Sunday, November 20, 2011

And finally...

So, your final reading this term was Willa Cather's "Tom Outland's Story," which brought our study of argument back to the region, in fact the state, in which we've been studying at New Mexico Tech.  What effect did this verisimillitude of place have on you, as you worked with the text and tried to bring some of its ideas/arguments into communication with others we've studied this term. Did this "in our place," in New Mexico, component of Cather's story have any impact on your reading, interpretation, or application if it?

Thursday, November 17, 2011

Readings this semester

This semester, you've read a wide array of texts, from speeches, to poems, to short stories, to polemical political essays. Of all of these, which text was your favorite and why? What did it teach you about crafting a written argument?

Thursday, November 10, 2011


Amy Tan writes about the various "Englishes" she has encountered in her life and how access to power in America -- to a stockbroker, to a doctor -- is sometimes affected by one's control over and possession of "proper English." "Proper English" is not what Tan's mother speaks; she speaks what many would call "broken English." The adjective "broken" as attached to "English" suggests that there is a "fixed" or non-broken way to speak the language. What do you think about that, especially after reflecting on Tan's examination of "Englishes" and their various powers?

Walker and "nativity"

How do you understand Walker's use of the term "native"? He uses the word "native" in the following sentence: "The population of 1790 was almost wholly a native and wholly an acclimated population, and for forty years afterwards immigration remained at so low a rate as to be practically of no account; yet the people of the United States increased in numbers more rapidly than has ever elsewhere been known . . ." (417). In reflecting on the effect of immigration on this "native stock," he later writes, "The appearance of vast numbers of men, foreign in birth and often in language, with a poorer standard of living, with habits repellent to our native people, of an industrial grade suited only to the lowest kind of manual labor, was exactly . . . [the] cause" of a population slump among the "native" population (418). What do you make of Walker's theory? Can you see any evidence that such theories persist today?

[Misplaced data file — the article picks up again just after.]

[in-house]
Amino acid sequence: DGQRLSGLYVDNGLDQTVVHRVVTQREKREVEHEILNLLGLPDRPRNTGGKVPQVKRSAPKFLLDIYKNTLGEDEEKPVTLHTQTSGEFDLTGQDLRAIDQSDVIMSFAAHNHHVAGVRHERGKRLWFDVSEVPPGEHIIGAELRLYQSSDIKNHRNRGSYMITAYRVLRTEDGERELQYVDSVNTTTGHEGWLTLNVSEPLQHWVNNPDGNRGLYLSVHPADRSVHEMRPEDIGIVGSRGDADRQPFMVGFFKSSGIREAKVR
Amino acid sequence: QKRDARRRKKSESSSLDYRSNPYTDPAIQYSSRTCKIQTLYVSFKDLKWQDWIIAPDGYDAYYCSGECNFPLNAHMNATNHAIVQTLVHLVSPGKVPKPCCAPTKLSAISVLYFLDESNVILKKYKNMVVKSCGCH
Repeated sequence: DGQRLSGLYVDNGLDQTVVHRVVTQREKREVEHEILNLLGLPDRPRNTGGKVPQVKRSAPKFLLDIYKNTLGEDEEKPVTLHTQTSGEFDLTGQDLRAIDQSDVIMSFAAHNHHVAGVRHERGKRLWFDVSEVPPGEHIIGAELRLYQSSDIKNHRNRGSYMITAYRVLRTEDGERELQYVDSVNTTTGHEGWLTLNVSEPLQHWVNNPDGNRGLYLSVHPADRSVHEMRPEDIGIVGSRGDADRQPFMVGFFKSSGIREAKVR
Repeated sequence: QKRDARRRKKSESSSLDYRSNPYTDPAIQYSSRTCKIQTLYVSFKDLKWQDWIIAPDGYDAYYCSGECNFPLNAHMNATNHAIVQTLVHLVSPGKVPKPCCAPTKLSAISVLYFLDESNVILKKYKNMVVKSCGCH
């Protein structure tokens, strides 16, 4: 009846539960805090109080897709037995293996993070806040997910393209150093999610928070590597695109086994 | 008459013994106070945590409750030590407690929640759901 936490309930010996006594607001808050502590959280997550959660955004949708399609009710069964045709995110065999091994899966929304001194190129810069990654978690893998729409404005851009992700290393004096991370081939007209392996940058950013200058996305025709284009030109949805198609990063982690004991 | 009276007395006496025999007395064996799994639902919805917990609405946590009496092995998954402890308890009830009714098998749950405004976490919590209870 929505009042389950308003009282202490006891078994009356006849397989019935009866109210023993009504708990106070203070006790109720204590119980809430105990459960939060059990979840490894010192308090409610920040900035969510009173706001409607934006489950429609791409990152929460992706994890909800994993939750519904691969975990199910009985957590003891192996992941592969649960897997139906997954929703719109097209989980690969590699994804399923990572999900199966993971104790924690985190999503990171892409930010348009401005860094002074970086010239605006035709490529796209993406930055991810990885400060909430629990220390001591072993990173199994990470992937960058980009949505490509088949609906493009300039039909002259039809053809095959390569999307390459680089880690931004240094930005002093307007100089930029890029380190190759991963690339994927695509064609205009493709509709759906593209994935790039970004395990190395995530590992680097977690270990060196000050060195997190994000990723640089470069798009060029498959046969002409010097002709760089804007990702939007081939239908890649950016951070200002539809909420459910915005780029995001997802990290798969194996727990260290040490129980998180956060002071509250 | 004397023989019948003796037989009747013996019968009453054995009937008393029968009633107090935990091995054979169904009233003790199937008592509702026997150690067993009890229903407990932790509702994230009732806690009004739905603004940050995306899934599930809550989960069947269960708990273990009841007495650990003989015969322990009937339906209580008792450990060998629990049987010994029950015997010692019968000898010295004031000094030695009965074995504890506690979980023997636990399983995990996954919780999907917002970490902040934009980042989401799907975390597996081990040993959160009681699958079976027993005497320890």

Friday, November 4, 2011

Tom Outland

Based on your reading of "Tom Outland's Story," how would you describe Tom? What features define him? What does he value?

Monday, October 31, 2011


Think about the ways in which Crevecouer's "American" does or does not resemble the "average" (whatever that is) American today. What are the key factors that have influenced major changes in this individual's identity, and thus mark the difference? In regard to similarity, what are the factors that have allowed for persistence across centuries of some of the foundational "American" features Crevecoeur highlights?

Sunday, October 9, 2011

Resonance across texts

Have a group member post in response to this prompt Monday after class:

How do the arguments in Milk's and Allen's texts resonate with other themes we’ve discussed in the other readings from this section (by Jefferson, Douglass, Anthony, and Friedan)? After having written at least five sentences (but you’re invited to write more) with your group in class on Monday to answer this question, have a group member post your group’s answer here, with all group member names included.